The Arab Spring began in Tunisia. It may end there.
Despite being the wellspring of the Arab Spring, Tunisia hasn't gotten much attention. But the counterrevolution that took down the Muslim Brotherhood in Egypt really began in Tunisia.
Back in October of last year, I predicted that Egypt and Tunisia were both headed for Counterrevolutions against Islamist rule. The revolution in Egypt happened and the protests and unrest in Tunisia has been growing.
Tunisia’s ruling Islamists rejected on Monday a plan for them to step down pending elections, deepening a confrontation with secular opponents that threatens the most promising democratic transition to have emerged from the Arab Spring.
The Islamist government that replaced Tunisia’s longtime ruler Zine al-Abidine Ben Ali had on Thursday cautiously agreed to talks on stepping down, after reading opposition protests as a sign it is time to compromise instead of digging in.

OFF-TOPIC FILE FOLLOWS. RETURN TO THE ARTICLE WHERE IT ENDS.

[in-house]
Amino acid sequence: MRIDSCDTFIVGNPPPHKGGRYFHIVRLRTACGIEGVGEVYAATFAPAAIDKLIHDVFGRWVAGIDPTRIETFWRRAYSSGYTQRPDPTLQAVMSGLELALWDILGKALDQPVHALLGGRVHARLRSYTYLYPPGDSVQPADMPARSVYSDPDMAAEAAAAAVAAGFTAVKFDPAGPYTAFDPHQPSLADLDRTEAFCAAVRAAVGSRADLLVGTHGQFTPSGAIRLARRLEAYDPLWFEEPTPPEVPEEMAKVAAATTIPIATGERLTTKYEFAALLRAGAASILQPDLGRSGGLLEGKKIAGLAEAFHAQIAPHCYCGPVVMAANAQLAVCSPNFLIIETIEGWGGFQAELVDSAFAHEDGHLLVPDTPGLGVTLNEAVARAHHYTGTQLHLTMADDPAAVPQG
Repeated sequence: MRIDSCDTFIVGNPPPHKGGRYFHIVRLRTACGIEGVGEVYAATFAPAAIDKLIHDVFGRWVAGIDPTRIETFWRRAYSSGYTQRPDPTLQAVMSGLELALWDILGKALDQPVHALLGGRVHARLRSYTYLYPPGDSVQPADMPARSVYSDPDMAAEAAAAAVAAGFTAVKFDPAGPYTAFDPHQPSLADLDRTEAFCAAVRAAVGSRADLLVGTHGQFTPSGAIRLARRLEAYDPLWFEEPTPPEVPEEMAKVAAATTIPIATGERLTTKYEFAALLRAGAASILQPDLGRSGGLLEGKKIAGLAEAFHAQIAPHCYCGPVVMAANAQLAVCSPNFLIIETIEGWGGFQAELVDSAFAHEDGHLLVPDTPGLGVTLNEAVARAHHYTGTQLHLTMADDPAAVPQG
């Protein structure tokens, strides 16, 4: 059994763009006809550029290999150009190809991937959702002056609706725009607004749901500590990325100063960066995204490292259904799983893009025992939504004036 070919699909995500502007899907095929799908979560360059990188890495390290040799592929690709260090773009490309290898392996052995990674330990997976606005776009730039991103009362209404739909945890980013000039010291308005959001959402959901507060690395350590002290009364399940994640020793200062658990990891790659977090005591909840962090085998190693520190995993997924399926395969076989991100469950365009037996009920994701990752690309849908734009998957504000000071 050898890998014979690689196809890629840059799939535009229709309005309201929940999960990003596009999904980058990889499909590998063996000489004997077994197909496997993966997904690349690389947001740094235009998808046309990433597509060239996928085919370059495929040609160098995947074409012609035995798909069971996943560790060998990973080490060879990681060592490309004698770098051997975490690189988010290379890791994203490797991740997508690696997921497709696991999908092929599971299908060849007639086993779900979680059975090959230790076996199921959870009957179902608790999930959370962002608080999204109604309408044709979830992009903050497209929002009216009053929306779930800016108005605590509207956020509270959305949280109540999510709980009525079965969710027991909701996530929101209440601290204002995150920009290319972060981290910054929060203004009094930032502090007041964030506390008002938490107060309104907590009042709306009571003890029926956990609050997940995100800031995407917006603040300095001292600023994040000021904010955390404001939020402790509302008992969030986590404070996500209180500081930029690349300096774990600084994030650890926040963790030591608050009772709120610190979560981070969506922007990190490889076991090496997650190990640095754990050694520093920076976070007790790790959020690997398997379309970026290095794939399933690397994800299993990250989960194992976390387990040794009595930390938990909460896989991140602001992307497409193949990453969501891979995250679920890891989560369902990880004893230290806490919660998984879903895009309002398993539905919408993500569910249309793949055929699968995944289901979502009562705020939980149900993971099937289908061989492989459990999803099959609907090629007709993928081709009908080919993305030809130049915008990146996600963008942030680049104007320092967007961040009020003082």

On Monday it appeared to take a step back.
“We cannot accept the threat of pressure from the streets,” said Ennahda vice president Adb el Hamid Jelassi. “There should be more guarantees.”
Stubbornness was the undoing of its affiliate in Egypt – the Muslim Brotherhood which won office through the ballot box after the overthrow of Hosni Mubarak but alienated the masses and the army by refusing to share power.
“We have said that this government would not step down concretely before the completion of the constitution,” Rafik Abd Essalem, a senior Ennahda official, told reporters.
Of course they intend to lock in the constitution first. That's their endgame. But the Morsi constitution is already being rewritten. No reason that the Ennahda one can't be.
UPDATE: Ennahda down.
Tunisia's governing Islamist party has agreed to step down following negotiations with opposition parties that begin next week.
A spokesman for the main labor union said months of talks with the Islamist-led government had finally reached an agreement Saturday. Bouali Mbarki of the UGTT union said the deal calls for three weeks of negotiations to appoint an interim, non-partisan government.